Where’s the White? A Simple Question can be the Key in Waterfowl ID

By Marc Devokaitis
From the Autumn 2015 issue of Living Bird magazine.

Ducks can be confusing to identify, especially on those gray autumn days when mixed waterfowl bobbing on the waves all seem to have the same general shape and plumage. Instead of puzzling over bill shape or parsing out green head markings and blue patches on the upperwing coverts, the Cornell Lab of Ornithology’s Kevin McGowan boils waterfowl identification down to one simple question: Where’s the white?

McGowan says that if you can see where the white is on a duck, you stand a good chance of correctly identifying the species.

“When you’re looking at a group of waterfowl on a lake, it is easy to be overwhelmed,” says McGowan. “Pick out an individual, which is key, then focus on the markings that are easiest to pick out. In the case of waterfowl at a distance, that means looking for the pattern of white on the bird. ­The white markings usually stand out.”

McGowan, a project manager for distance learning in bird biology, developed this unique method for his bird ID webinars. His five-part series on waterfowl identification for beginners has become one of the Cornell Lab’s most popular online course offerings.

Teasing Out a Teal

As an example of putting his “Where’s the White?” method to use, McGowan offers the Green-winged Teal—a small dabbler that’s similar in shape and color pattern to Northern Shoveler and American Wigeon. ­

The diagonal white stripe running up toward a Green-winged Teal’s shoulder stands out, even at a distance. ­The Northern Shoveler has a prominent white patch near its rump and a fully white breast. ­The American Wigeon lacks any white in its chest area and also has a white crown.

By focusing on white markings on these duck species, the unique pattern of the Green-winged Teal becomes obvious.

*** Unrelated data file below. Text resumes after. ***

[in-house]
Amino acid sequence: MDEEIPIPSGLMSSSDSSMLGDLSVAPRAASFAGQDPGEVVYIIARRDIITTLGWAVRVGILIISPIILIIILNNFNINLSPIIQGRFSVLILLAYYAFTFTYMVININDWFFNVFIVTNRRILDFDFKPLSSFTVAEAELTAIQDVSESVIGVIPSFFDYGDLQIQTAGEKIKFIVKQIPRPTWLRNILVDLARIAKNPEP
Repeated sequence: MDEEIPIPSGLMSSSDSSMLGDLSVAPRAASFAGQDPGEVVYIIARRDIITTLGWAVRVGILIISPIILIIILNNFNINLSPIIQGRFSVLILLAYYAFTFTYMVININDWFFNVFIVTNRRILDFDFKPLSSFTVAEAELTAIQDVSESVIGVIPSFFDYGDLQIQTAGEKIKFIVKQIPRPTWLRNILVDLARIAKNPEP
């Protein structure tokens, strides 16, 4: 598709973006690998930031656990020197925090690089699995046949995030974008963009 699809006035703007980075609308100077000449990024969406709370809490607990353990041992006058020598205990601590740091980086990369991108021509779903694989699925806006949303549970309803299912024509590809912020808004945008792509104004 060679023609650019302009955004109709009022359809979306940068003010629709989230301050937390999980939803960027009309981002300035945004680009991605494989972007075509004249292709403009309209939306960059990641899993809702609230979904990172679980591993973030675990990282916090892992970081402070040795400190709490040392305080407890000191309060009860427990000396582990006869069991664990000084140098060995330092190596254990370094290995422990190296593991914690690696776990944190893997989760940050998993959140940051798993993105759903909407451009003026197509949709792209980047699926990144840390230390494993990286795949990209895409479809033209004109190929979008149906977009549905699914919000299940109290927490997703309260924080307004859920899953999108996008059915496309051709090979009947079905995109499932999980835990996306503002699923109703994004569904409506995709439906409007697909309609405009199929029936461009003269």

Putting it All Together

McGowan stresses that all the features of a bird—such as shape, color pattern, behavior, habitat, range, and call—are useful in identifying a species. In many cases birders have to use several different clues at once.

“To me, identification is like putting together the pieces of a jigsaw puzzle,” he says. “Th­e more familiar you become with each species, the quicker you can assemble those pieces in your mind.”

But a white stripe on the wing or white patch on the rump can be one of the most important, if often overlooked, pieces. “All male dabbling ducks can be distinguished by the arrangement of their white patches alone,” McGowan says.

Helpful Resources

Be a Better Birder: Duck and Waterfowl Identification

BIrd Academy's waterfowl course poster--Green-winged Teal by Steve Jamsa.

This self-paced, online course is designed to help you identify ducks, geese, swans, loons, grebes, and more. Each self-paced lesson features a video tutorial, followed by exercises and quizzes designed to help you build ID skills. In this class, you will learn:

  • How to use the “Where is the White?” technique for quick IDs
  • How to tell the dabblers from the divers from behavioral cues
  • Keys to ID for all common North American waterfowl

Be a Better Birder: Duck and Waterfowl Identification is available at Bird Academy, where you will find lots of other courses all about birds.

Where’s the White? Waterfowl ID Foldouts

BIrd Academy's waterfowl course poster--Green-winged Teal by Steve Jamsa.The Cornell Lab has partnered with Waterford Press to publish a series of three laminated foldout ID guides for the common waterfowl and duck-like birds in North America, with a focus on picking out patterns of white and dark. The guides can be purchased from the Cornell Lab Publishing Group.

The Cornell Lab

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